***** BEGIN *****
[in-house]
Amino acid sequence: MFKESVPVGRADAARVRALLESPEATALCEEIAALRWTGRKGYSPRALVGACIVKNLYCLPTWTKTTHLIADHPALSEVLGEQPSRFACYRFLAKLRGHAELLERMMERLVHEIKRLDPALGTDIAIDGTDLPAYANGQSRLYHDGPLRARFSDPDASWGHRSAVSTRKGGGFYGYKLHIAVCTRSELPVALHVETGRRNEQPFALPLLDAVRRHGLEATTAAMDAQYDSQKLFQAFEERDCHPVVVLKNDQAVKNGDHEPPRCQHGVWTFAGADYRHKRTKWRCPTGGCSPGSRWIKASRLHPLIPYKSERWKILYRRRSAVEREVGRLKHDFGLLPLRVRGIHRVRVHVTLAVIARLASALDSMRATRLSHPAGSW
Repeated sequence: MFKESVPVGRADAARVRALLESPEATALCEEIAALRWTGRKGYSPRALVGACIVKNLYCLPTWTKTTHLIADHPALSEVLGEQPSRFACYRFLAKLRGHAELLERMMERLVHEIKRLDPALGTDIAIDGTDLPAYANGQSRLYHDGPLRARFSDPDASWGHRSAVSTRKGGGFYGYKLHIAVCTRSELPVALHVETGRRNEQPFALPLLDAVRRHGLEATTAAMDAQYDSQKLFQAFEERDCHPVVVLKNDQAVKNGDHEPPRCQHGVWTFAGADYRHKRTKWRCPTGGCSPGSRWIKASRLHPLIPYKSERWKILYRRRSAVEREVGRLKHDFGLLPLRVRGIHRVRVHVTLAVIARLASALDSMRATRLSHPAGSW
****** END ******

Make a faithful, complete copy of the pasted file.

[in-house]
Amino acid sequence: MFKESVPVGRADAARVRALLESPEATALCEEIAALRWTGRKGYSPRALVGACIVKNLYCLPTWTKTTHLIADHPALSEVLGEQPSRFACYRFLAKLRGHAELLERMMERLVHEIKRLDPALGTDIAIDGTDLPAYANGQSRLYHDGPLRARFSDPDASWGHRSAVSTRKGGGFYGYKLHIAVCTRSELPVALHVETGRRNEQPFALPLLDAVRRHGLEATTAAMDAQYDSQKLFQAFEERDCHPVVVLKNDQAVKNGDHEPPRCQHGVWTFAGADYRHKRTKWRCPTGGCSPGSRWIKASRLHPLIPYKSERWKILYRRRSAVEREVGRLKHDFGLLPLRVRGIHRVRVHVTLAVIARLASALDSMRATRLSHPAGSW
Repeated sequence: MFKESVPVGRADAARVRALLESPEATALCEEIAALRWTGRKGYSPRALVGACIVKNLYCLPTWTKTTHLIADHPALSEVLGEQPSRFACYRFLAKLRGHAELLERMMERLVHEIKRLDPALGTDIAIDGTDLPAYANGQSRLYHDGPLRARFSDPDASWGHRSAVSTRKGGGFYGYKLHIAVCTRSELPVALHVETGRRNEQPFALPLLDAVRRHGLEATTAAMDAQYDSQKLFQAFEERDCHPVVVLKNDQAVKNGDHEPPRCQHGVWTFAGADYRHKRTKWRCPTGGCSPGSRWIKASRLHPLIPYKSERWKILYRRRSAVEREVGRLKHDFGLLPLRVRGIHRVRVHVTLAVIARLASALDSMRATRLSHPAGSW